© 2017 Pakistan's Hidden Shame

  • Facebook - White Circle
  • Instagram - White Circle
  • Twitter - White Circle
  • YouTube - White Circle

Contact Us

The poverty life cycle and abuse

May 18, 2018

When reading about the street children of Pakistan, their sexual abuse, the most common question one asks themselves is; why can they not escape this lifestyle?

 

The answer is not simple, it is an integration of the poverty life cycle, disease and societal taboo. To understand why, it is important that we first analyze the poverty life cycle and abuse of a street child.

 

Case study:

 

The life cycle starts out with a child who is born in to a poor family with six children already. The poor family may move to bigger cities from rural areas in the hope of work and a better economic condition. The father takes a job in a local mechanic shop. Assuming it is a boy in this particular case, is still able to go to school because the father is earning some money and one of the elder children is helping the father. However, due to some unforeseen events, the father is injured at the workshop and needs an operation that is too expensive for them to pay for out of his salary alone. The boy, maybe aged six or seven will have to drop out of school to help the father economically by either taking a low paying job as for example selling homemade trinkets or flowers on the street, to potentially begging, or in the worst case scenario; prostitution. If the young child is abused and not killed, he is mentally unstable, may potentially get addicted to drugs and cannot lead a normal life. He may or may not be able to get a low paying job at a local chai store or as someone’s houseboy, but the chances of mental well-being are incredibly low. Some may even turn in to the predators, thieves and henceforth in the face of desperation. When the boy is of age, he may get married to a woman of equally poor economic status and have children, then once again pass down the poverty cycle.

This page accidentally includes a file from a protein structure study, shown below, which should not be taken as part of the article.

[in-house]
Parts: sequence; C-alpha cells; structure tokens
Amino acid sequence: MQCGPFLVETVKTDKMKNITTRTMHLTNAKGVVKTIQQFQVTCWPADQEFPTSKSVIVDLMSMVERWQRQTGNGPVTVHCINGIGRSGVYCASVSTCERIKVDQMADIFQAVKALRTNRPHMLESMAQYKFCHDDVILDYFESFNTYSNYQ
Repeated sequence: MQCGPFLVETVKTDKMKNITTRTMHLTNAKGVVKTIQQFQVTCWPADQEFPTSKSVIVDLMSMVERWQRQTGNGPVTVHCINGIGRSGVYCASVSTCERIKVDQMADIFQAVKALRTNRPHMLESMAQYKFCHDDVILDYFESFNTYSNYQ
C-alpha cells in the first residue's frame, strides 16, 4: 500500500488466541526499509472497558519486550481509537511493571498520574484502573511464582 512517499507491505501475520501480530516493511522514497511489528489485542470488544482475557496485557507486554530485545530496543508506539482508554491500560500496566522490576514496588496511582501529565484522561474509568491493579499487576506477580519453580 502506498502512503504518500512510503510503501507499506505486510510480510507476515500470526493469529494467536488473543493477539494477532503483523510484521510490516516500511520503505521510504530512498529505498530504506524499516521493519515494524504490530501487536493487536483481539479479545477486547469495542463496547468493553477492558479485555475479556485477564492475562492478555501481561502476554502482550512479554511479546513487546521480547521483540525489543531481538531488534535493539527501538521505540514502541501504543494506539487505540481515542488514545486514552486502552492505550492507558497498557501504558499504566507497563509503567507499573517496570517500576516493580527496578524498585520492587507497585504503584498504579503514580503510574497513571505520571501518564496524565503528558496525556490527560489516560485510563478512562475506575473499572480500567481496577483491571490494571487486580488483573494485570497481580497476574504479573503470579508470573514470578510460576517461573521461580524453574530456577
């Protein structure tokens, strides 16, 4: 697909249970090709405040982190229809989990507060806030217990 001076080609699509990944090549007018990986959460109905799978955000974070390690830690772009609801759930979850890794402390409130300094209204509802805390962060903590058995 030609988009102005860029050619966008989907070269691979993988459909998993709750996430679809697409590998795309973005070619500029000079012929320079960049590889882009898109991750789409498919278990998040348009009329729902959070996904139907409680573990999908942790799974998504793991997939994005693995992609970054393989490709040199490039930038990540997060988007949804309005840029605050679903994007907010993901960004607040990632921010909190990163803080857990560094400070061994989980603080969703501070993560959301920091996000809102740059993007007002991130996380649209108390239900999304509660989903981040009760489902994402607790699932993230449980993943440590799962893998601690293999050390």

This is roughly the narrative of many street children.

 

There are several factors that make it almost near impossible for street children to break out of this poverty-disease and abuse cycle, including but not limited to;

  • Lack of proper implementation of already existing child protection laws